Why due diligence still matters
Good times can breed bad practices. You know the real estate market is strong when buyers submit unconditional contract offers whilst forgoing due diligence such as building inspections. Or when un-renovated properties sell for comparable prices to renovated properties. Such displays of buyer aggression can be explained as taking a ‘risk on’ trading conditions.
Buyers have a higher appetite for risk given they believe the overall upside in the current market comfortably outweighs any risk of undetected property defects. Even though this buyer psychology is common in the current market, that’s not to say it is wise behaviour.
In contrast to ‘risk on’ behaviour, when confidence is slow and prices are stagnant or falling, buyers take a ‘risk off’ approach to purchases when it is hot. The property market was operating just like this only 18 months ago in 2012. How quickly things can change.
In hindsight, many buyers played it too cautiously back in 2012, passing up buying at great value. Anyone who was brave enough to have made a purchase then, effectively bought at the bottom of the cycle, whether by design or default.
Now there is a risk that some buyers may be being too aggressive for their own good. Paying for due diligence on multiple properties that you will inevitably miss out on, can cause you to question the value of doing due diligence. The temptation to pass up on due diligence also increases when reports are written up with multiple disclaimers and cautionary tales that do little to guide you in the right direction.
Even though the benefits and information gained from these reports may be minimal, they can act as safeguards against the discovery of post purchase structural defects, possibly saving you tens of thousands of dollars later. Therefore, they are a very worthwhile investment, particularly when their small cost is weighed up against the overall value of the transaction being made.
A Penny Saved is a Penny Earned.
There are a few ways to ensure that money is not wasted on doing due diligence on a property you may not ultimately secure.
‘The only thing worse than missing out on the right property is buying the wrong one.’
Firstly, if the price guide seems too good to be true, it probably is. Everyone is fully aware that bait pricing is rampant. Maintain pragmatism when assessing what a property is likely to sell for. If it’s likely to sell above your budget, don’t spend thousands on inspections, strata reports and contracts being read etc. This will prove fruitless.
Secondly, ask the owner via the agent or the owner’s lawyer what price they would be prepared to sell for today. If you can meet that price, then by all means, conduct some due diligence in a rapid time frame, knowing that it won’t be a wasted effort.
Thirdly, see if other buyers have paid for a pest/building inspection. If so,ask if the company that did that report will sell you a copy at a reduced rate, or offer you a rebate should you miss out on that property. Many companies are happy to do this at present.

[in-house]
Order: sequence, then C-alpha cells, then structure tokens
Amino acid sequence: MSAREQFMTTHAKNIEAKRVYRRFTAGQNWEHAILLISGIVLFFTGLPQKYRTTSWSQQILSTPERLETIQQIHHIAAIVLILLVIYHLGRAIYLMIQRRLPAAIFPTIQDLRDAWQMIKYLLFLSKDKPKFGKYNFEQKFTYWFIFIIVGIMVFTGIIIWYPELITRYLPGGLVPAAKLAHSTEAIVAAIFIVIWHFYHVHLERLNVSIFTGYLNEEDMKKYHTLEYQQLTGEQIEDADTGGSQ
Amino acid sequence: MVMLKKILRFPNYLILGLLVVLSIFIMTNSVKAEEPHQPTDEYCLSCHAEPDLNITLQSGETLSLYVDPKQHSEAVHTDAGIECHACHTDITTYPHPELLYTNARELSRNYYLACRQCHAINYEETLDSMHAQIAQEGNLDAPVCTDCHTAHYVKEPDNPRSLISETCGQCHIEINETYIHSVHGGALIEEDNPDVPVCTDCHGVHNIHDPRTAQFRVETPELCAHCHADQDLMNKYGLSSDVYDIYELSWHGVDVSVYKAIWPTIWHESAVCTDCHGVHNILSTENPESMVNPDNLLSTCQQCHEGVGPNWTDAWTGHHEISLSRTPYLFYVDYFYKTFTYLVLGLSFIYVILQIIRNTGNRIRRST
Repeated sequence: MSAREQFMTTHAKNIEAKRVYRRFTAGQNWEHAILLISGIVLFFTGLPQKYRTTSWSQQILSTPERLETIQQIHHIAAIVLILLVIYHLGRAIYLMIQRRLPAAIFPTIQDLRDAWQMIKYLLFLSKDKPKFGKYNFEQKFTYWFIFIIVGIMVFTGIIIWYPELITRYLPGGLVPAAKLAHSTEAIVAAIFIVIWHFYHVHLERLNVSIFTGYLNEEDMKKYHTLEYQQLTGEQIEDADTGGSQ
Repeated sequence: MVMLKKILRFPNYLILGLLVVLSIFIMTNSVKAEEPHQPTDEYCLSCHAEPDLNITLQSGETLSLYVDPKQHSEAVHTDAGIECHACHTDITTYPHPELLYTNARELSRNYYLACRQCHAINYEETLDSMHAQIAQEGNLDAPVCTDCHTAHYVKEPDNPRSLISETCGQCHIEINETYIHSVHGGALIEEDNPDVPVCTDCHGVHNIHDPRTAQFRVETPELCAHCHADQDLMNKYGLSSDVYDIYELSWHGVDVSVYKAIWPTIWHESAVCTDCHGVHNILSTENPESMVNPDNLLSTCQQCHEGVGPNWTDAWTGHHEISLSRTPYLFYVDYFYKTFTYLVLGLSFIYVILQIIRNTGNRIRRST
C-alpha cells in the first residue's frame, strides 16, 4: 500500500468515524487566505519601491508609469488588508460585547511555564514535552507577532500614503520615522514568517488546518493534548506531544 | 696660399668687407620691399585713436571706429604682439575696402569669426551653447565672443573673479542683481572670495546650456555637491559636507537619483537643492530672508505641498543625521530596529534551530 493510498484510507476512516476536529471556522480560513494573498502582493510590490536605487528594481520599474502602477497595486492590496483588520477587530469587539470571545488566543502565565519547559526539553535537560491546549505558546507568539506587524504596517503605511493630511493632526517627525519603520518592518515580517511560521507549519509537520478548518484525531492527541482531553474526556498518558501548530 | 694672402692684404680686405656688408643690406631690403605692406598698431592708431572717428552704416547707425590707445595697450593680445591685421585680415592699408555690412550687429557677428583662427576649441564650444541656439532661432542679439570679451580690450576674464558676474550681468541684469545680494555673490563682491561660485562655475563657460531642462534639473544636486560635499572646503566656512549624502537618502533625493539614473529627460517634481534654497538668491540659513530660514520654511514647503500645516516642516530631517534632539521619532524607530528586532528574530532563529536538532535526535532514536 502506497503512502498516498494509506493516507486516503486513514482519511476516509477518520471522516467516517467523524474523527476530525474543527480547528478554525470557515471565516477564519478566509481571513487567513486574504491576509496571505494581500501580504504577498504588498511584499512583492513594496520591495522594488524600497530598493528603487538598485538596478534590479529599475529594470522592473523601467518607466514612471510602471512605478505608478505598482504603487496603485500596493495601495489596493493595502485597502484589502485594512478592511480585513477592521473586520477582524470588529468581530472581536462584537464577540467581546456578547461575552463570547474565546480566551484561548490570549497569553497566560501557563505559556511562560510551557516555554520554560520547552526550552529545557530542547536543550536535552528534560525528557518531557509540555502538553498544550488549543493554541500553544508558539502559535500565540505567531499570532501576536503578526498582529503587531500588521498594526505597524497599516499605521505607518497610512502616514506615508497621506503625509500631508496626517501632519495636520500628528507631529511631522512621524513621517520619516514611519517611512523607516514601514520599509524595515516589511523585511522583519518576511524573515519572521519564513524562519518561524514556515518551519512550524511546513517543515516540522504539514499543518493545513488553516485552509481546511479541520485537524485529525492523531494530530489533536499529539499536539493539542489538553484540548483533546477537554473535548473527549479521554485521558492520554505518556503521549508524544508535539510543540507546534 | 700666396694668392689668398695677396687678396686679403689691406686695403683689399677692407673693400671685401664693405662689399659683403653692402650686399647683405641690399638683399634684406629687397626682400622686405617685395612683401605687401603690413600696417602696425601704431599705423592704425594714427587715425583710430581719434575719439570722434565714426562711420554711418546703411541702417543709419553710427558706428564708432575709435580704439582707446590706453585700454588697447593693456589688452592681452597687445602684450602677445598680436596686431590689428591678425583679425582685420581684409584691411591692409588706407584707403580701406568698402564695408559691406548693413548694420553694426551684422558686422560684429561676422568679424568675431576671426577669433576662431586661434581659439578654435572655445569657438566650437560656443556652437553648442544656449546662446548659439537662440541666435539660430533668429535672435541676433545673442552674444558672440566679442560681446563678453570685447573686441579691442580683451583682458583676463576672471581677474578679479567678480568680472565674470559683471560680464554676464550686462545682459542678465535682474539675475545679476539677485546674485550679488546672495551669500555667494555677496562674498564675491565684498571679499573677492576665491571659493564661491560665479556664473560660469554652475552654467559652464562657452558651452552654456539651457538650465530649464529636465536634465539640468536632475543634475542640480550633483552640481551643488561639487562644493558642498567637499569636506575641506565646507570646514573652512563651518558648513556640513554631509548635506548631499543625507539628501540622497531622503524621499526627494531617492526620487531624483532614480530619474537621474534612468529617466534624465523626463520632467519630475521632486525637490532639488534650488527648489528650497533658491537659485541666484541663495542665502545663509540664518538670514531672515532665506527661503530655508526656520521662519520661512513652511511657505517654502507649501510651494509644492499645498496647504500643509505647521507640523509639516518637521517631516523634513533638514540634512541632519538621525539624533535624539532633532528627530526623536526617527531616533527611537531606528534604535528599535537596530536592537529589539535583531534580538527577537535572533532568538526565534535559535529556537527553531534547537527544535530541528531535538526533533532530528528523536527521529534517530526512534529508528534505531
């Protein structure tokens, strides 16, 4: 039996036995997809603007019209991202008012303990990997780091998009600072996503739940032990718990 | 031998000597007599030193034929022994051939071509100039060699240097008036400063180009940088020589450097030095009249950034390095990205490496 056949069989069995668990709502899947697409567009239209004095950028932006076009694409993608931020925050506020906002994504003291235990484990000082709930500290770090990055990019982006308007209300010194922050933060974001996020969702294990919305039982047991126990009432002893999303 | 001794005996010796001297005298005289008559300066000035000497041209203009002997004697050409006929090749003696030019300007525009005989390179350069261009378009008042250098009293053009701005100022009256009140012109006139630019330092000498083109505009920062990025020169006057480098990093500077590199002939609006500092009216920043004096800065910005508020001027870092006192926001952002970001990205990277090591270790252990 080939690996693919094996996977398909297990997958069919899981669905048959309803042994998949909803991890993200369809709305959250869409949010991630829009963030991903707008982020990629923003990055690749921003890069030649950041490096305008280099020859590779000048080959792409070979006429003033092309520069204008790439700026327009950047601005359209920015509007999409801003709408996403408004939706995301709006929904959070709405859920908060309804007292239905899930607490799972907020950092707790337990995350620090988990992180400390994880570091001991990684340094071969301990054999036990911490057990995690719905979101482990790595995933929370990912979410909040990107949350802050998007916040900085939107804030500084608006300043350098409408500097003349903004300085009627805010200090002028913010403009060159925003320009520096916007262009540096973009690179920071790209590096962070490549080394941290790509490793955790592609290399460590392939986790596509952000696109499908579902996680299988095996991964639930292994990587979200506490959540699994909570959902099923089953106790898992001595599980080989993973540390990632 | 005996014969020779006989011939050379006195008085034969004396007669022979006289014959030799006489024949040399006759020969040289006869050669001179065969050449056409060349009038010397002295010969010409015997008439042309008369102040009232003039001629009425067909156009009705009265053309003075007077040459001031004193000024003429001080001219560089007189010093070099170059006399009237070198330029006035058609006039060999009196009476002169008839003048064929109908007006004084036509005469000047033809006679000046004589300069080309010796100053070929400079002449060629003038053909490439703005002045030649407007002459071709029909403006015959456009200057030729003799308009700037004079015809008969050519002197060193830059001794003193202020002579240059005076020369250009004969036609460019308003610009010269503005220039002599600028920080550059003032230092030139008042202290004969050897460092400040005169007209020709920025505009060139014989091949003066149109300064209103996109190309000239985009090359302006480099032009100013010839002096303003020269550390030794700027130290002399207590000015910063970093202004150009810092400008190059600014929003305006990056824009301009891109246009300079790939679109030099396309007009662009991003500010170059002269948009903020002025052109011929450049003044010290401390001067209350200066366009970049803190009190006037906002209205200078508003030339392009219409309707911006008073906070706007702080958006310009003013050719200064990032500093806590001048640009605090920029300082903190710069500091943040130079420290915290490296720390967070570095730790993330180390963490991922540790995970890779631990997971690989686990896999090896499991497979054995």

Lastly, don’t ignore the obvious. A building inspection report on an un-renovated and unlivable property is going to tell you that the property is unlivable. Don’t pretend it’s something it’s not. If your budget is unable to oversee a total renovation project, don’t engage in one to begin with.
If a property is newly built or just renovated, a building report should still be done prior to purchasing it. Making a profit from developing is hard work. Disregard what you think you saw on The Block. Many people who attempt to renovate for profit lose money or at best, merely break even. As this reality starts to dawn on them, they begin to cut costs to meet their budget. A trained building inspector will pick up on any issues this may cause, if any exist.
To get full value from a building report or inspector, turn up on site when they are doing the inspection and talk through any practical issues they raise, with them. This often offers more value than just waiting for a written report. Some reports are full of disclaimers and alarmist language, yet tell you little about the true state of the home. A conversation with the inspector can add great context and value to their written report.
Strata reports are often a great source of information for apartment buyers. Projected works or increased fees, neighbour disputes and structural issues are all contained in strata minutes. Don’t just read the minutes of the most recent meeting, go back several years to ensure that there are no festering issues. An unexpected special levy shortly after purchasing an apartment for top dollar, can set your finances back a long way. If you do this type of research, at least you will know if there are any impending levies prior to buying. They can then be factored into your offer/plans.
Paying for due diligence on multiple properties in a competitive market environment can be frustrating. If you are considering passing up on this pre-purchase research, please note that you may be taking an unjustified risk. The only thing worse than missing out on the right property, is buying the wrong one.